Self-Changing Gears

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Self-Changing Gears was a British company, set up and owned equally by Walter Gordon Wilson and John Davenport Siddeley to develop and exploit the Wilson or pre-selector gearbox. Self-Changing Gears designed, built and licensed transmissions for various applications including light and heavy road vehicles, military, marine, and rail vehicles as well as motor racing cars.

Ownership changes[edit]

Following the death of Walter Wilson in 1957, his son A.Gordon Wilson took over the running of the company until his retirement in 1965.

The original company Improved Gears Ltd was incorporated on 28 December 1928, and this later became Self-Changing Gears. The company moved a number of times in the early years, and in 1938 settled in premises at Lythalls Lane, Coventry. During the war, additional premises were used at Burbage, Leicestershire.

In 1935, J D Siddeley sold his interests in Armstrong-Siddeley motors (including Self-Changing Gears) to Hawker Aircraft forming Hawker-Siddeley. In 1951 Leyland Motors Ltd bought into the company, resulting in each party owning one-third of the company, and in 1957 Leyland bought-out Hawker-Siddeley's shares in the company, thereby gaining control.

Railway applications[edit]

Many of British Railways' first generation diesel multiple units and shunting locomotives had gearboxes made by Self-Changing Gears.[1] Examples include British Rail Class 100, 03 and 04; some of these are still in use on heritage railways.

The name Self-Changing Gears is sometimes confusing: the gearboxes are not fully automatic, selection of gear ratio remains a manual choice, but the gear-changing and any clutch control needed is automated. The gearboxes were used in conjunction with a fluid coupling so no clutch pedal was needed.

Bus applications[edit]

The bus manufacturing industry was a major customer of the company. Buses on city work need to start and stop every minute or less, and the effort required with a manual gearbox was substantial. In addition, for most of the period when these transmissions were dominant buses still had unassisted steering, and the overall effort needed without assistance was fatiguing.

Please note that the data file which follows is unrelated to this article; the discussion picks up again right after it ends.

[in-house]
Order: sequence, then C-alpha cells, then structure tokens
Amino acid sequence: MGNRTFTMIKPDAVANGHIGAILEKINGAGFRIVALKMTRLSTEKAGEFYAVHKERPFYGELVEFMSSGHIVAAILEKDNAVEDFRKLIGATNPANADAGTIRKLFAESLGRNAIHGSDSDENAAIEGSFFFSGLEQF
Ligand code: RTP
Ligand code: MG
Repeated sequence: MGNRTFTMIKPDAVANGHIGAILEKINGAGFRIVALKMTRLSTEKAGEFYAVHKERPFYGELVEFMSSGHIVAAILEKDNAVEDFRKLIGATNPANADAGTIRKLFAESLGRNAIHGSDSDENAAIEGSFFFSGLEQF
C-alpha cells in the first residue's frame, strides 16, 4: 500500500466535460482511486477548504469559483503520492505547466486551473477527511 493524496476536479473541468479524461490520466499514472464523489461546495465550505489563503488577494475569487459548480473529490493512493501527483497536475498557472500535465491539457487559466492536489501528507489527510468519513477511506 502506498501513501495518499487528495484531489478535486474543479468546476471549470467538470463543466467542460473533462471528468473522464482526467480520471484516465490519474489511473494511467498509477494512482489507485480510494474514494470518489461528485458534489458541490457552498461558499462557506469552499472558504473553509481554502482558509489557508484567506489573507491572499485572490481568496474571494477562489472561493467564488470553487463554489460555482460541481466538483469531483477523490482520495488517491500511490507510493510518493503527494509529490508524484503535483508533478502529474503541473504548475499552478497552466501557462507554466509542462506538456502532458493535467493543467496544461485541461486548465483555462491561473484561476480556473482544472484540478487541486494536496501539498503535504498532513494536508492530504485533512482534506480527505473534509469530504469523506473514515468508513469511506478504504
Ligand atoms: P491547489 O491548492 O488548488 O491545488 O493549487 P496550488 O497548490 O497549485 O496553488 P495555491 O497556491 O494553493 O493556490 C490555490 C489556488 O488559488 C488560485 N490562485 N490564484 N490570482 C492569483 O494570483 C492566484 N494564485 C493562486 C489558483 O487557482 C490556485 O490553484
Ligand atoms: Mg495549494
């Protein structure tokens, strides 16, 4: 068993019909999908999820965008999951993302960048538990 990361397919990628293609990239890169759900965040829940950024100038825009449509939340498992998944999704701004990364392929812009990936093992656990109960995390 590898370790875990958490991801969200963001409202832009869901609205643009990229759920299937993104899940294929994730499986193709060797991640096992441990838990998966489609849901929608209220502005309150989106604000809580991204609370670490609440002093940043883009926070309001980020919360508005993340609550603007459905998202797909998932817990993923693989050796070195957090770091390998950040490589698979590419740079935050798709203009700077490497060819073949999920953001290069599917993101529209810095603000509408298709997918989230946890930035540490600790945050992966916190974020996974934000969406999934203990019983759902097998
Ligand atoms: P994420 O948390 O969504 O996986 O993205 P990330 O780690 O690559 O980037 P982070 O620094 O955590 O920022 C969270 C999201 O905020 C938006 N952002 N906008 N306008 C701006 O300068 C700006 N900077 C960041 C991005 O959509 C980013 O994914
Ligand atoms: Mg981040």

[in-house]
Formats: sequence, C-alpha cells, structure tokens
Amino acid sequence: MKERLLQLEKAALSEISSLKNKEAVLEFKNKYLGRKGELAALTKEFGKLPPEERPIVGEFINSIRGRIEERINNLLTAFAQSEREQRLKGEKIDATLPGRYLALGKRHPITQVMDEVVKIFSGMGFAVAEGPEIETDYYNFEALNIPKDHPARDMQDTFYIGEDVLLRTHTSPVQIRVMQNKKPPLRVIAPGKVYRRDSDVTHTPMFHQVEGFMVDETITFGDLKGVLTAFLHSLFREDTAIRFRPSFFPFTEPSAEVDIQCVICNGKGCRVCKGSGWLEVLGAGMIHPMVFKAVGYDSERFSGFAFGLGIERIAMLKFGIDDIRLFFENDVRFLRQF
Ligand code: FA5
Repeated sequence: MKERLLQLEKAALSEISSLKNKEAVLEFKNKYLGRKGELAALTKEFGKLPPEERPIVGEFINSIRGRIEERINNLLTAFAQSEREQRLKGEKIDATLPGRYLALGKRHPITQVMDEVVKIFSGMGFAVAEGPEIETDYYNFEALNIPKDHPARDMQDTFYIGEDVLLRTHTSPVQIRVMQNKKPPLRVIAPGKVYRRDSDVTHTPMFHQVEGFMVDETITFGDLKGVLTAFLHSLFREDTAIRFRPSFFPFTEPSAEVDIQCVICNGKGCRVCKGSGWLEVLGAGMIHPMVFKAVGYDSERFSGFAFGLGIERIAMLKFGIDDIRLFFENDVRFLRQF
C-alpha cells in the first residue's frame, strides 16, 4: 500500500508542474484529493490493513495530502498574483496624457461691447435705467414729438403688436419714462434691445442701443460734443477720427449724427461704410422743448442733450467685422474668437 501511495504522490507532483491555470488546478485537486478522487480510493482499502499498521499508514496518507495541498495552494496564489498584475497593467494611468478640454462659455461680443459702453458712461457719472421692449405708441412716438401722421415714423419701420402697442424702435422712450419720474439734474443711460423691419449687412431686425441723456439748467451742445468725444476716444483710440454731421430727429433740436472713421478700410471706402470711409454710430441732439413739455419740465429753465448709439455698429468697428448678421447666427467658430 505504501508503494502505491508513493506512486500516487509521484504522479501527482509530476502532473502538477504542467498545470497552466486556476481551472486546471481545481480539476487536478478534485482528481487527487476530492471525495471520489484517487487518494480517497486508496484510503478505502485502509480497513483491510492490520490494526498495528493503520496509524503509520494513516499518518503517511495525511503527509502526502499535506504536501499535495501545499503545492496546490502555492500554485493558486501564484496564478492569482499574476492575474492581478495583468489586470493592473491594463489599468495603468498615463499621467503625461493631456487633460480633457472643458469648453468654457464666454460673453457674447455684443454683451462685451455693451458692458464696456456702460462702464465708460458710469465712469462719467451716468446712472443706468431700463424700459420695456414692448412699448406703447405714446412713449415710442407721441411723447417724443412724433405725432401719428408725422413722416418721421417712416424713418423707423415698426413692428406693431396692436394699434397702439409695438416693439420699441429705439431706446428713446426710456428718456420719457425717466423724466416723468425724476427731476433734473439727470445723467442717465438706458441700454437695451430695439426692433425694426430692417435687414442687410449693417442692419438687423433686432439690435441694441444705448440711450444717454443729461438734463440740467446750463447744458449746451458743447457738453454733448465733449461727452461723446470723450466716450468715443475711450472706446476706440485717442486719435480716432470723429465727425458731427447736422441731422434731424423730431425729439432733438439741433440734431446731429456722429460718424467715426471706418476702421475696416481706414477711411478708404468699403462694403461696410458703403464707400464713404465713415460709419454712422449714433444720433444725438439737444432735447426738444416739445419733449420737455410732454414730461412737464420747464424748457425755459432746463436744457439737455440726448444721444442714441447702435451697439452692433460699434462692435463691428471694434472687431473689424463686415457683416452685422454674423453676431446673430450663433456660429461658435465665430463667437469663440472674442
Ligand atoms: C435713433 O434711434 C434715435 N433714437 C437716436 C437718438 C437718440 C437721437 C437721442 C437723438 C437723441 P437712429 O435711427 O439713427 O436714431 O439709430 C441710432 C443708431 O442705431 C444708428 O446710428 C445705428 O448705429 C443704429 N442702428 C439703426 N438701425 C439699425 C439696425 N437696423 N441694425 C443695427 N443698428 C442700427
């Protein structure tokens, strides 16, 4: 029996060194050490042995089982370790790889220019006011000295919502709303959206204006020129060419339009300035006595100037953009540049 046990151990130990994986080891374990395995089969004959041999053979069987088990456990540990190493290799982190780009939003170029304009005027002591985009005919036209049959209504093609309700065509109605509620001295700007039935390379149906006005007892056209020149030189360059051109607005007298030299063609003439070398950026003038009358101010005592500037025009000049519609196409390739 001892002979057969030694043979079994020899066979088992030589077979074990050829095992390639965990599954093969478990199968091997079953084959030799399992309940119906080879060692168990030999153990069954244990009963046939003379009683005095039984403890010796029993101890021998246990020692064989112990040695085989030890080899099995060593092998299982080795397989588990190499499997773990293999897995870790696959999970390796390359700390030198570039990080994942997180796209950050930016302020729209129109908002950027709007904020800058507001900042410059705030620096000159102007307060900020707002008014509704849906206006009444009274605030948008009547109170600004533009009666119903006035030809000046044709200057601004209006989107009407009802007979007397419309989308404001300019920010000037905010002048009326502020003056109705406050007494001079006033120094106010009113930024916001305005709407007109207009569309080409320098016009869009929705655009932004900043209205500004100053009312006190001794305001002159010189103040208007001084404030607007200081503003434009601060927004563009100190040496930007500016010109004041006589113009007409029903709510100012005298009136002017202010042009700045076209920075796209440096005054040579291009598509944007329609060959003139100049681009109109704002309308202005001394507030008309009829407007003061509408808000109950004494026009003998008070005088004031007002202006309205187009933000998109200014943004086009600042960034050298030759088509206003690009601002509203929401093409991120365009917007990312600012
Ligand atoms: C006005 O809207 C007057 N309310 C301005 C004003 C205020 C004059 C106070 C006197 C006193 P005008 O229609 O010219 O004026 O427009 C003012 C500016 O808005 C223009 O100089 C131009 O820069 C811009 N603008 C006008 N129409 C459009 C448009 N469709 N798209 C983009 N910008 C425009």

From about 1935 to 1960, buses by the AEC, Daimler, and sometimes Leyland and Guy companies offered Preselector gearboxes, either as an option or as standard. London buses invariably used this transmission, along with other cities. Country area buses still commonly retained manual transmissions as they did not have the requirement of constant stopping and starting at bus stops. The London specification included compressed air operation of the change-gear pedal, where others used unassisted operation.

Around 1960 the bus industry was changing from traditional vehicles with engine at the front and driver in a small separate cabin alongside, to entrance at the front alongside the driver, and the engine and gearbox remotely mounted under the floor or at the rear. SCG Ltd devised the Semi Automatic gearbox, under their brand name "Pneumocyclic" as an advance, it had the same gearbox principle but instead of pre-selecting a gear and then separately operating a change gear pedal, both functions were combined and operated from a small lever alongside the steering wheel, the driver just moved this to the next gear and the transmission responded. The mechanism was operated either by air pressure or low-voltage electrics, although the physical gearshifting in the gearbox was nearly always by air pressure, (some vehicles used high pressure hydraulics, notably BMMO vehicles). This style of transmission was also widespread in UK buses, from a range of manufacturers, until different types came onto the market in the 1980s. A further advance was the Fully Automatic gearbox, which still used the same principles but shifted gears automatically. This was pioneered on the well-known London AEC Routemaster type, and later spread, although not widely, to other vehicle types.

References[edit]

  1. ^ Bolton, William F. (1963). "Railcar Transmissions". The Railwayman's Diesel Manual (4th ed.). pp. 137–143.